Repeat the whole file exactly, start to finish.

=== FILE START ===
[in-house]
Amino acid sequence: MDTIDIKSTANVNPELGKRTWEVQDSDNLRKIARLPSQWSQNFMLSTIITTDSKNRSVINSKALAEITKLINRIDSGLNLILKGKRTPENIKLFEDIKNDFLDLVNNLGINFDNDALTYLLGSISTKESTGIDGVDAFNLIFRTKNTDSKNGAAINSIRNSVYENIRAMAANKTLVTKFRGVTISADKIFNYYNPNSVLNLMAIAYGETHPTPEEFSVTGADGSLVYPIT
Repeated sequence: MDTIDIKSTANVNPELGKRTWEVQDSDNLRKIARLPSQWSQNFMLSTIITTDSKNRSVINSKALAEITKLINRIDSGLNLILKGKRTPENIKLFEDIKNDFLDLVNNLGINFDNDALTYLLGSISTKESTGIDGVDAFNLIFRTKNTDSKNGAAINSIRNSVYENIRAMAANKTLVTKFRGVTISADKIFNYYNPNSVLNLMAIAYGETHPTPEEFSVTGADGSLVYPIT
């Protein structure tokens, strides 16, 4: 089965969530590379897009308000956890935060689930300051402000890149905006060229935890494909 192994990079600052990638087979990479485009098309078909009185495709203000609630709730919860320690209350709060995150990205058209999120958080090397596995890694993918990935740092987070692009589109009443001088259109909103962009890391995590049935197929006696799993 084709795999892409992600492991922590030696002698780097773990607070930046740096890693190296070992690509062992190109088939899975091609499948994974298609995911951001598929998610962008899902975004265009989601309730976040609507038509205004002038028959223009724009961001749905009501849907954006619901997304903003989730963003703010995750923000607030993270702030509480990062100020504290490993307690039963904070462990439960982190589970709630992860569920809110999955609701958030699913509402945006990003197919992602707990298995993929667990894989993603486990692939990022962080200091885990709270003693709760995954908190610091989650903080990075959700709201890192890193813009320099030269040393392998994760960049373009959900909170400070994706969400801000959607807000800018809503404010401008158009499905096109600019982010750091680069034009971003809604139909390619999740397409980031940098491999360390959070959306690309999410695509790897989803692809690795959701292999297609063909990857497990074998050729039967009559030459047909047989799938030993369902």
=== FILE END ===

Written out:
[in-house]
Amino acid sequence: MDTIDIKSTANVNPELGKRTWEVQDSDNLRKIARLPSQWSQNFMLSTIITTDSKNRSVINSKALAEITKLINRIDSGLNLILKGKRTPENIKLFEDIKNDFLDLVNNLGINFDNDALTYLLGSISTKESTGIDGVDAFNLIFRTKNTDSKNGAAINSIRNSVYENIRAMAANKTLVTKFRGVTISADKIFNYYNPNSVLNLMAIAYGETHPTPEEFSVTGADGSLVYPIT
Repeated sequence: MDTIDIKSTANVNPELGKRTWEVQDSDNLRKIARLPSQWSQNFMLSTIITTDSKNRSVINSKALAEITKLINRIDSGLNLILKGKRTPENIKLFEDIKNDFLDLVNNLGINFDNDALTYLLGSISTKESTGIDGVDAFNLIFRTKNTDSKNGAAINSIRNSVYENIRAMAANKTLVTKFRGVTISADKIFNYYNPNSVLNLMAIAYGETHPTPEEFSVTGADGSLVYPIT
């Protein structure tokens, strides 16, 4: 089965969530590379897009308000956890935060689930300051402000890149905006060229935890494909 192994990079600052990638087979990479485009098309078909009185495709203000609630709730919860320690209350709060995150990205058209999120958080090397596995890694993918990935740092987070692009589109009443001088259109909103962009890391995590049935197929006696799993 084709795999892409992600492991922590030696002698780097773990607070930046740096890693190296070992690509062992190109088939899975091609499948994974298609995911951001598929998610962008899902975004265009989601309730976040609507038509205004002038028959223009724009961001749905009501849907954006619901997304903003989730963003703010995750923000607030993270702030509480990062100020504290490993307690039963904070462990439960982190589970709630992860569920809110999955609701958030699913509402945006990003197919992602707990298995993929667990894989993603486990692939990022962080200091885990709270003693709760995954908190610091989650903080990075959700709201890192890193813009320099030269040393392998994760960049373009959900909170400070994706969400801000959607807000800018809503404010401008158009499905096109600019982010750091680069034009971003809604139909390619999740397409980031940098491999360390959070959306690309999410695509790897989803692809690795959701292999297609063909990857497990074998050729039967009559030459047909047989799938030993369902």